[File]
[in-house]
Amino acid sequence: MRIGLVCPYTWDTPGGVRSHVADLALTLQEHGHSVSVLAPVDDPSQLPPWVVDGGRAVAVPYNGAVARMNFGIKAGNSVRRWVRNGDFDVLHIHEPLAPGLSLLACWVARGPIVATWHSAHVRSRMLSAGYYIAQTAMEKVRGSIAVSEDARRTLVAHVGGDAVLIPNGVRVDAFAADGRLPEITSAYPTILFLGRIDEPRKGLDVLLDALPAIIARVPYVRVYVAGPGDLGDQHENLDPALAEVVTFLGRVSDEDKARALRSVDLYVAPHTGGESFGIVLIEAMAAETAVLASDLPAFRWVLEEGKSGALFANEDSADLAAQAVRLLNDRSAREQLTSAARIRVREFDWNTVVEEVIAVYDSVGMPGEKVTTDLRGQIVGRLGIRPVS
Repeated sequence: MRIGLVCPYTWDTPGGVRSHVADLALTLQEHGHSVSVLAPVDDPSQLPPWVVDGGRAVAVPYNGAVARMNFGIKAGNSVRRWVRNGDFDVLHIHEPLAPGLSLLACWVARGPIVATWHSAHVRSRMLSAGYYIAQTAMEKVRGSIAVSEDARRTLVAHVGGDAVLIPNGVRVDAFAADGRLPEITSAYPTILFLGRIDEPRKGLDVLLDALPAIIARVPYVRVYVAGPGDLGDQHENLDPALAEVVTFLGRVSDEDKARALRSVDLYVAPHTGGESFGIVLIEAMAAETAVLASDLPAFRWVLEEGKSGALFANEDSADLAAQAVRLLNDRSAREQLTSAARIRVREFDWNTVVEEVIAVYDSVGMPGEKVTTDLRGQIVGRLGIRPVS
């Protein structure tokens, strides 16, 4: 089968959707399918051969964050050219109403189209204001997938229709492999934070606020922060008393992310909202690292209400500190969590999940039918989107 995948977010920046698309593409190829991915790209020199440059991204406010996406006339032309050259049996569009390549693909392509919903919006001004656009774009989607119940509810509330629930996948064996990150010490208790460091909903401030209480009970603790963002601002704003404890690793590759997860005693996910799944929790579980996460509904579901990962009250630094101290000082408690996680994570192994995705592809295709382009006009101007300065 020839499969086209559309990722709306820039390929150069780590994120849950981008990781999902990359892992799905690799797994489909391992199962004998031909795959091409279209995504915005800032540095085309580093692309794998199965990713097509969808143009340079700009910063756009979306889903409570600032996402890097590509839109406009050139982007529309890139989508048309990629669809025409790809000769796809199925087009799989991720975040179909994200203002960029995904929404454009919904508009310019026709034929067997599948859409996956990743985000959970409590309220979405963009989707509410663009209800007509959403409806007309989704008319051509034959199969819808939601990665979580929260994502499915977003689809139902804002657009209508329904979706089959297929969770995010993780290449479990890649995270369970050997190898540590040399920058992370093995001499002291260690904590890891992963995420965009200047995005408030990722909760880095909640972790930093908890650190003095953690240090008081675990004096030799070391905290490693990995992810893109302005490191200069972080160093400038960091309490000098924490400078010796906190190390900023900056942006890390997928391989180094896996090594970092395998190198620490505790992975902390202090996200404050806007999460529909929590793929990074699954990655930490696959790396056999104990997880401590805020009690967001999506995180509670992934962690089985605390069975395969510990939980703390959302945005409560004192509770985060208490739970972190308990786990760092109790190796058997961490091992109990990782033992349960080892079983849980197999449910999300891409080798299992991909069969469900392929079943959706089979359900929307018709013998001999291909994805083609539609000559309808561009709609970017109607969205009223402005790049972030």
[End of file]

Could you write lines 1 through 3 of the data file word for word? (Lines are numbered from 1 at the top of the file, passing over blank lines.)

[in-house]
Amino acid sequence: MRIGLVCPYTWDTPGGVRSHVADLALTLQEHGHSVSVLAPVDDPSQLPPWVVDGGRAVAVPYNGAVARMNFGIKAGNSVRRWVRNGDFDVLHIHEPLAPGLSLLACWVARGPIVATWHSAHVRSRMLSAGYYIAQTAMEKVRGSIAVSEDARRTLVAHVGGDAVLIPNGVRVDAFAADGRLPEITSAYPTILFLGRIDEPRKGLDVLLDALPAIIARVPYVRVYVAGPGDLGDQHENLDPALAEVVTFLGRVSDEDKARALRSVDLYVAPHTGGESFGIVLIEAMAAETAVLASDLPAFRWVLEEGKSGALFANEDSADLAAQAVRLLNDRSAREQLTSAARIRVREFDWNTVVEEVIAVYDSVGMPGEKVTTDLRGQIVGRLGIRPVS
Repeated sequence: MRIGLVCPYTWDTPGGVRSHVADLALTLQEHGHSVSVLAPVDDPSQLPPWVVDGGRAVAVPYNGAVARMNFGIKAGNSVRRWVRNGDFDVLHIHEPLAPGLSLLACWVARGPIVATWHSAHVRSRMLSAGYYIAQTAMEKVRGSIAVSEDARRTLVAHVGGDAVLIPNGVRVDAFAADGRLPEITSAYPTILFLGRIDEPRKGLDVLLDALPAIIARVPYVRVYVAGPGDLGDQHENLDPALAEVVTFLGRVSDEDKARALRSVDLYVAPHTGGESFGIVLIEAMAAETAVLASDLPAFRWVLEEGKSGALFANEDSADLAAQAVRLLNDRSAREQLTSAARIRVREFDWNTVVEEVIAVYDSVGMPGEKVTTDLRGQIVGRLGIRPVS